For most of you, the prohibition doesn’t affect you more than when “Boardwalk Empire” and “Lawless” come out on Blu-ray. But where I grew up– Benton County, Arkansas–packaged liquor stores were always illegal…until freedom finally rang free on November 6th, 2012. On this election day, 66 percent of local citizens voted to make Benton County wet once again.
We all know that prohibition was instituted with the ratification of the 18th Amendment on January 16th, 1919, and then repealed with the 21st Amendment on December 5th, 1933. But this didn’t mean everywhere was just free to booze it up again. This Amendment said that the states were allowed to set their own laws for the control of Alcohol. Which takes us to Arkansas. Here, prohibition was now determined from county to county. Obviously, Benton County was left behind and remained dry. Why didn’t they vote to overturn this, you ask? Well, in 1935 state law said that in order to even put this to a vote, a petition needed to be signed by at least 35 percent of a county’s electorate. Easy, right? Just get the signatures, get the issue on the ballot, and vote for alcohol. Yeah…no.
At least 40,000 signatures were needed to get this issue on the ballot. And getting signatures is maybe the hardest thing to do. I know if I was walking by someone who said, “If you sign this, you get free beer for life,” I would hesitate a bit because I have to stop and then sign something. It’s just so much work. Yet, if it wasn’t for Tom and Steuart Walton’s donation of more than a half million dollars to the Keep Dollars in Benton County cause, which got the signatures, it wouldn’t have been on the ballot this election. The cost and task of getting the signatures is what kept this issue off the ballot in the past. Oh, and yeah, that’s Walton of Walmart. Benton County happens to be the home and headquarters of Walmart, the largest retailer in the world. Here’s why a local signed the petition:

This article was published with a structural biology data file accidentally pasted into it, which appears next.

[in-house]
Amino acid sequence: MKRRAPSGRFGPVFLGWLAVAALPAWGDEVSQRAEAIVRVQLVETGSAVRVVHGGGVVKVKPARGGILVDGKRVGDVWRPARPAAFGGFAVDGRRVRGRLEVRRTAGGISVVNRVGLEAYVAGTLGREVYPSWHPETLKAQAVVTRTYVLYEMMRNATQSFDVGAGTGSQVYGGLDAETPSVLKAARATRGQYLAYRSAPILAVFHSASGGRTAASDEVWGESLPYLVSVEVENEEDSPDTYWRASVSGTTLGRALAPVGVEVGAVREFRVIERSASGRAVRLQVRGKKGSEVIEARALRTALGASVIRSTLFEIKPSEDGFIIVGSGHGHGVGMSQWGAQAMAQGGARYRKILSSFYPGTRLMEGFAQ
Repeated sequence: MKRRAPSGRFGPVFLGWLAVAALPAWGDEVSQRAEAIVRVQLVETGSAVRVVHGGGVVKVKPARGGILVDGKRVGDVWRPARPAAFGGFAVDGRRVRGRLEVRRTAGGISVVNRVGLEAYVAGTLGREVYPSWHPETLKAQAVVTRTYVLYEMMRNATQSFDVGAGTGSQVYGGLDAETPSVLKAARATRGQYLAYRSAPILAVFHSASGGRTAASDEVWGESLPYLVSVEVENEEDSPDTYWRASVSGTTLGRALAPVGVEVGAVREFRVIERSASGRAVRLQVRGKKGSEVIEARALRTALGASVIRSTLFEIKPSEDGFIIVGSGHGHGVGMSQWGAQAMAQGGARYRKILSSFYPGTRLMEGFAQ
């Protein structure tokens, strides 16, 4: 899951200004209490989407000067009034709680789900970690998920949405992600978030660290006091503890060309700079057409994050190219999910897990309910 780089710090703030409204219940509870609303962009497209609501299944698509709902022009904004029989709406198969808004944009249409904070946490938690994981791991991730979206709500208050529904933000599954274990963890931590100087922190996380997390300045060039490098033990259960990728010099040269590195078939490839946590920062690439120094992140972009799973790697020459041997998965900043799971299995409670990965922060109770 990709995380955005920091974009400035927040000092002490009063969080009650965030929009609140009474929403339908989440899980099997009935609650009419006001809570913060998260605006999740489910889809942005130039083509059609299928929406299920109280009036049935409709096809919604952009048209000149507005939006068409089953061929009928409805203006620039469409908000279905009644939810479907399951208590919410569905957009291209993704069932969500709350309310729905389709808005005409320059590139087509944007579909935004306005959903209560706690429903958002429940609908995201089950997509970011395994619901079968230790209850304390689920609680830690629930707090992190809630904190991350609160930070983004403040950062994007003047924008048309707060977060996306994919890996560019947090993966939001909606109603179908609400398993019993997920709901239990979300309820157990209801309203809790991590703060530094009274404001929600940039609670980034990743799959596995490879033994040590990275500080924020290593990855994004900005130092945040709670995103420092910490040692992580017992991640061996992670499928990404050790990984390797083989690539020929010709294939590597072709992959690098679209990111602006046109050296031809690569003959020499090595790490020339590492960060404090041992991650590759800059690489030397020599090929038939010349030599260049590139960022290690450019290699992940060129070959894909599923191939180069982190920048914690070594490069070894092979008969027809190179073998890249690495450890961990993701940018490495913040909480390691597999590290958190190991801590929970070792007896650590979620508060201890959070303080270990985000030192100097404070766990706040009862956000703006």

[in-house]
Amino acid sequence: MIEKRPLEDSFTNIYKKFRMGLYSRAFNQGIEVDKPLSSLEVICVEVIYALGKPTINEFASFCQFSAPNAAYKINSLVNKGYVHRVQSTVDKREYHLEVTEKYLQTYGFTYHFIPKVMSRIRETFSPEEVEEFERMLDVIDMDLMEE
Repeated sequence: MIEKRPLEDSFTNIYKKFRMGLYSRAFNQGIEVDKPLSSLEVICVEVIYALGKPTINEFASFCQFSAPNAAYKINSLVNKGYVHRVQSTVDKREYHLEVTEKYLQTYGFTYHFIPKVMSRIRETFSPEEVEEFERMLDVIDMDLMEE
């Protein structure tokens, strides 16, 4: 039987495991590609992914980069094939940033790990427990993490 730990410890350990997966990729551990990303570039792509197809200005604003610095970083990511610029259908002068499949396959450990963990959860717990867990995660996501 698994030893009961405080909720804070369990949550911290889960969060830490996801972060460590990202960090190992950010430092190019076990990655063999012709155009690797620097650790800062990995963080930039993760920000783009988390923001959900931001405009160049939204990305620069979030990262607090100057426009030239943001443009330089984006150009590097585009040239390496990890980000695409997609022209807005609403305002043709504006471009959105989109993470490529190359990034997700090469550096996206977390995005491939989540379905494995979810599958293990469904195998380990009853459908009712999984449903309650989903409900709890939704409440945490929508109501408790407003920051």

You would think that some people would oppose the change from dry to wet, but they wouldn’t make that big of a deal about it. You’d be wrong. There was a hot debate. The Citizens United to Preserve Benton County–yes that’s a real thing–heavily opposed it. They even have this amazingly bad website stating why it would be so horrible to wet the county. Crime, assault, prostitution, and traffic accident increases are amongst the reasons listed. With all of this downside, could there possibly be any upside? Oh yeah. The money. A study done by the University of Arkansas, which is located in wet Washington County to the south, estimates retail alcohol sales would bring $33 million into the county each year, in both revenue and jobs created. But mo money mo problems, am I right? I don’t know, maybe. I just wanted to link this video.
Back to Benton County. Here’s how the vote may affect the areas:
It might sound like living in Benton County, prior to the vote, was like living in that “Footloose” town. But honestly, if you visited, you wouldn’t even know it was a dry county. Most restaurants serve alcohol. There are bars. You’d only notice if you wanted to go buy some beer to take home. And then you’d have to drive about 10 minutes to the border to do that, which is a mild inconvenience at most. Don’t get me wrong, this still is a major victory for freedom in America. The shackles of the 18th Amendment are no more! Let the alcohol flow freely in Benton County! And twins!
Nick previously interviewed director Ben Popik about indie film The Exquisite Corpse Project. And hey, Benton County! Now that you’re back on the booze, educate yourself with Ten Things You Didn’t Know about Liquor.